When To Kill a Mockingbird opens on Broadway December 13 at the Shubert Theatre, it will be the test of an idea writer Aaron Sorkin had years ago when asked to adapt Harper Lee’s novel: to frame the story as a memory play.
When Playbill spoke to Sorkin in 2016, it was the first anyone had heard of his version being framed as a memory play (a term first coined for Tennessee Williams’ The Glass Menagerie); now, two-and-a-half years later, Sorkin joked, “So I stuck with it? How about that?”
The Oscar-winning writer and the full cast of his latest Broadway outing greeted the press to talk about their experience shaping the stage adaptation, using the device of memory, and finding their own version of the characters.
The greatest nuance comes with leading player Atticus Finch, played onstage by Tony nominee Jeff Daniels. “In the book he has all the answers, he's carved out of marble,” Sorkin told Playbill. “In the play he wrestles with the questions.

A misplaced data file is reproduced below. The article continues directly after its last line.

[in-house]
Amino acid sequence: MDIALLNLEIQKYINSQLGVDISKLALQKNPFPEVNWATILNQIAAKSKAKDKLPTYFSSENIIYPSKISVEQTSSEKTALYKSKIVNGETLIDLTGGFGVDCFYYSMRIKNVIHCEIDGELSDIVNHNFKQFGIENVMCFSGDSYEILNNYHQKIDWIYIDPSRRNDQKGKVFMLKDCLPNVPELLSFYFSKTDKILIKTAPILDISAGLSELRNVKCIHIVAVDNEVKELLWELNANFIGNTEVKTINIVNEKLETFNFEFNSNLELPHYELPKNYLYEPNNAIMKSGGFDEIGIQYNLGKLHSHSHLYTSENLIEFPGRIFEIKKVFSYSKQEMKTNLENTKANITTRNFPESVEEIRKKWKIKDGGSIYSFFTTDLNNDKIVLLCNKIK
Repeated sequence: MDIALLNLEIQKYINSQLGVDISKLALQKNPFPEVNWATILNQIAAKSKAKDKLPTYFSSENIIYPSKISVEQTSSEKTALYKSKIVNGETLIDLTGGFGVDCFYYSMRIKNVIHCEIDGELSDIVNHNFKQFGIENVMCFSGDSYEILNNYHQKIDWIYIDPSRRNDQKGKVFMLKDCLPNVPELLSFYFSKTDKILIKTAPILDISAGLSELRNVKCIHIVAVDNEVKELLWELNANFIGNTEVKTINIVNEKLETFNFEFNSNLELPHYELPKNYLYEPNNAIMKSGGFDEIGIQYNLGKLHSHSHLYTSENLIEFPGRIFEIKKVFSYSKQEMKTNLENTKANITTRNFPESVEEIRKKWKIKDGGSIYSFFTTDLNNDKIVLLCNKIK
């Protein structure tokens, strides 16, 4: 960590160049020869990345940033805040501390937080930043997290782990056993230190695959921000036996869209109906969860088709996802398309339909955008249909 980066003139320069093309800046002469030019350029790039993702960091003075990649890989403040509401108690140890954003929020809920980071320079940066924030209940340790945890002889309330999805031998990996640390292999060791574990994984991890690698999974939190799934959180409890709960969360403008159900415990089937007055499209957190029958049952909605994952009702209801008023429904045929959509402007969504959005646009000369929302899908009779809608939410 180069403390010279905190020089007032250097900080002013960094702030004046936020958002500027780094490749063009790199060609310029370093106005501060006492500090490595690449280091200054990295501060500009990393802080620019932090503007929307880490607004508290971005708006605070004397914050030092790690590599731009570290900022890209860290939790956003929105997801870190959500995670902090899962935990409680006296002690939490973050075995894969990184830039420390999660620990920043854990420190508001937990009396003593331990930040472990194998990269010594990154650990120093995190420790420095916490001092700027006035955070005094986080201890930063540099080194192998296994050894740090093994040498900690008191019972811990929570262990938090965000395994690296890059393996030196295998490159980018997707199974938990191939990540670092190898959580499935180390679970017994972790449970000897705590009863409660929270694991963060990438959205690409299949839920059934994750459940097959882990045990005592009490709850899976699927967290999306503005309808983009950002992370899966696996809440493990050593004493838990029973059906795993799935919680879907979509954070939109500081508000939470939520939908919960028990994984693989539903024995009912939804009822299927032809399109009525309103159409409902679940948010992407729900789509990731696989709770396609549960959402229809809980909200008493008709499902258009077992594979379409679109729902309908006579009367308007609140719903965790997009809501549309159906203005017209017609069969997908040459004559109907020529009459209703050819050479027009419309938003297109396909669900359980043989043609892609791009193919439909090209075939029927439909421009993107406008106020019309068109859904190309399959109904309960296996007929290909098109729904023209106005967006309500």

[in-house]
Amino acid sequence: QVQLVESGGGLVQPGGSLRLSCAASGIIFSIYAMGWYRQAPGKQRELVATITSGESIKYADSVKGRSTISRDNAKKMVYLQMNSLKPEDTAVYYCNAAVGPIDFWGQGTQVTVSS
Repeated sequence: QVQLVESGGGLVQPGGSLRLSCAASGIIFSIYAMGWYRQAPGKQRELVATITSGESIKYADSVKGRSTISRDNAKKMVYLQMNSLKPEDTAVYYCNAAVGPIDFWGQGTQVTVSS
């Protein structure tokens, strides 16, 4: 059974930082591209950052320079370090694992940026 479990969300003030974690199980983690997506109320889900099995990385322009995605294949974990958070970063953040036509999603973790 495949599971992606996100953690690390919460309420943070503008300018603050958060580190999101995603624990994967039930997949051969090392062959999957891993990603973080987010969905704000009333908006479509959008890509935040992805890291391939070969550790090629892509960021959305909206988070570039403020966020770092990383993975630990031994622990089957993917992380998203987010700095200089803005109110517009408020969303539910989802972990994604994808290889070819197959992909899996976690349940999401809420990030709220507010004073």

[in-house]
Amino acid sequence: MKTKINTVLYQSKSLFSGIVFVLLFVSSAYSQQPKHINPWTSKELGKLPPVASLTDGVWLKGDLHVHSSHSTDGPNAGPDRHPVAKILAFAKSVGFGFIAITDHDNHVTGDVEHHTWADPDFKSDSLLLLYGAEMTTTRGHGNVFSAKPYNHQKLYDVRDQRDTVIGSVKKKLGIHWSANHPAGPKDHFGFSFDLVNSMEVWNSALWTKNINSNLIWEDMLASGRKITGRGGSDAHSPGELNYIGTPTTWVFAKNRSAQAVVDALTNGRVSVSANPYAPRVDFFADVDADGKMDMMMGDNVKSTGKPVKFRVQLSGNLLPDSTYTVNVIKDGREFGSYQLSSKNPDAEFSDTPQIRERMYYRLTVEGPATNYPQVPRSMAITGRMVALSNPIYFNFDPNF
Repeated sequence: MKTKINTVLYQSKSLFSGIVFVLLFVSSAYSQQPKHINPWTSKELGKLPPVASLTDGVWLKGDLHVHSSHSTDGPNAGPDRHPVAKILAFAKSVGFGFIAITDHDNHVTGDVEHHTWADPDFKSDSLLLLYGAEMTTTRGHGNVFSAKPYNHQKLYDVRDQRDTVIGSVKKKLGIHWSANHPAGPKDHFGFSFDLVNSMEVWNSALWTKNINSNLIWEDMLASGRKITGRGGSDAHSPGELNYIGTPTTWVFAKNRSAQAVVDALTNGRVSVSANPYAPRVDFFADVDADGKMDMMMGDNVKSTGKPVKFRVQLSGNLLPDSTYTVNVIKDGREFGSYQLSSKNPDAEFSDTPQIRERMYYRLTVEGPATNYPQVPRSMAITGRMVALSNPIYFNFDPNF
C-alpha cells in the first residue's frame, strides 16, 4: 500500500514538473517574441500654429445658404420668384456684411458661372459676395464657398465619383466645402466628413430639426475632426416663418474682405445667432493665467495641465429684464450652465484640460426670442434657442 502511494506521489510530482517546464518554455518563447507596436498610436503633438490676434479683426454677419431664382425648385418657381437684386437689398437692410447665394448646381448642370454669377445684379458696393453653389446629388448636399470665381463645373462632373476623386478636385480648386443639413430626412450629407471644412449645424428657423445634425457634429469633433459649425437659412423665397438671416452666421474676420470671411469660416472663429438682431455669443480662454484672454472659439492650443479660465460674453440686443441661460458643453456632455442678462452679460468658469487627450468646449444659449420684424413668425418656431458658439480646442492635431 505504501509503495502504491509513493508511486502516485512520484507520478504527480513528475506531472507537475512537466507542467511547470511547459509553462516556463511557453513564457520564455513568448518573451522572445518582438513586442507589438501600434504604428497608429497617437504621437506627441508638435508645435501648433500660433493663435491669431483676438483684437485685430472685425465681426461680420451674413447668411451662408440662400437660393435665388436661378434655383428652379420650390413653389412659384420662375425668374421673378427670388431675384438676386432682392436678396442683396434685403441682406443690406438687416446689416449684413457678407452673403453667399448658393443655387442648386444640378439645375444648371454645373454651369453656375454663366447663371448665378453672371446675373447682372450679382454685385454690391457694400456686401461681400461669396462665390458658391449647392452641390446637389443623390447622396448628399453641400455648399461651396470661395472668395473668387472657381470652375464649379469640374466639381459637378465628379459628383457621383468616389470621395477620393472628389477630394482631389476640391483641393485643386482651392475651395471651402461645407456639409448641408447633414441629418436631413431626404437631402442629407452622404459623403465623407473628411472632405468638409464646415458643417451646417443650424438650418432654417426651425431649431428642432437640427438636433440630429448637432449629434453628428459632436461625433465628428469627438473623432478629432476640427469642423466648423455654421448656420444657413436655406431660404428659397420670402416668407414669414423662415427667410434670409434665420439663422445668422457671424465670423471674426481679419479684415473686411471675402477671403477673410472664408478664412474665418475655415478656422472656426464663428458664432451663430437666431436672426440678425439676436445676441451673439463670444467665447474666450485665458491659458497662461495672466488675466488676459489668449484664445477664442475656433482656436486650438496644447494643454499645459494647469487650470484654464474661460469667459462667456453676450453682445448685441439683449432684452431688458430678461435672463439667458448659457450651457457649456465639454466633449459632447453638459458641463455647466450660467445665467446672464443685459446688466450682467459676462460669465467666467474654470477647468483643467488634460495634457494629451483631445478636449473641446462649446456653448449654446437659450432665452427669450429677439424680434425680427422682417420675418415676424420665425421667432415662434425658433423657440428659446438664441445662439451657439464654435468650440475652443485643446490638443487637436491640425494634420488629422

“His belief system is challenged by Jem and, principally, by Calpurnia, which leads me to the second difference in the play, which is that in the book there are two significant African American characters, Calpurnia and Tom Robinson. In a play about racial tension in this small town, neither of the two African-American characters have anything to say about it. ... In the play they have agency,” said Sorkin. “None of this is meant to say that I found flaws in Harper Lee's book and sought to correct them. It's all meant to say I couldn't pretend like I was writing the play in 1960. Fifty-eight years have passed and we've seen some things.”
The company of actors have been excited to dig into the signature Sorkin style—known as some of the most challenging dialogue out there for its pace and rhythm. But Celia Keenan-Bolger articulated Sorkin’s gift: “He is able to distill big ideas into something so pure and so resonant but he’s also able to take I would say smaller ideas and make them really fun and funny and quippy and complex.”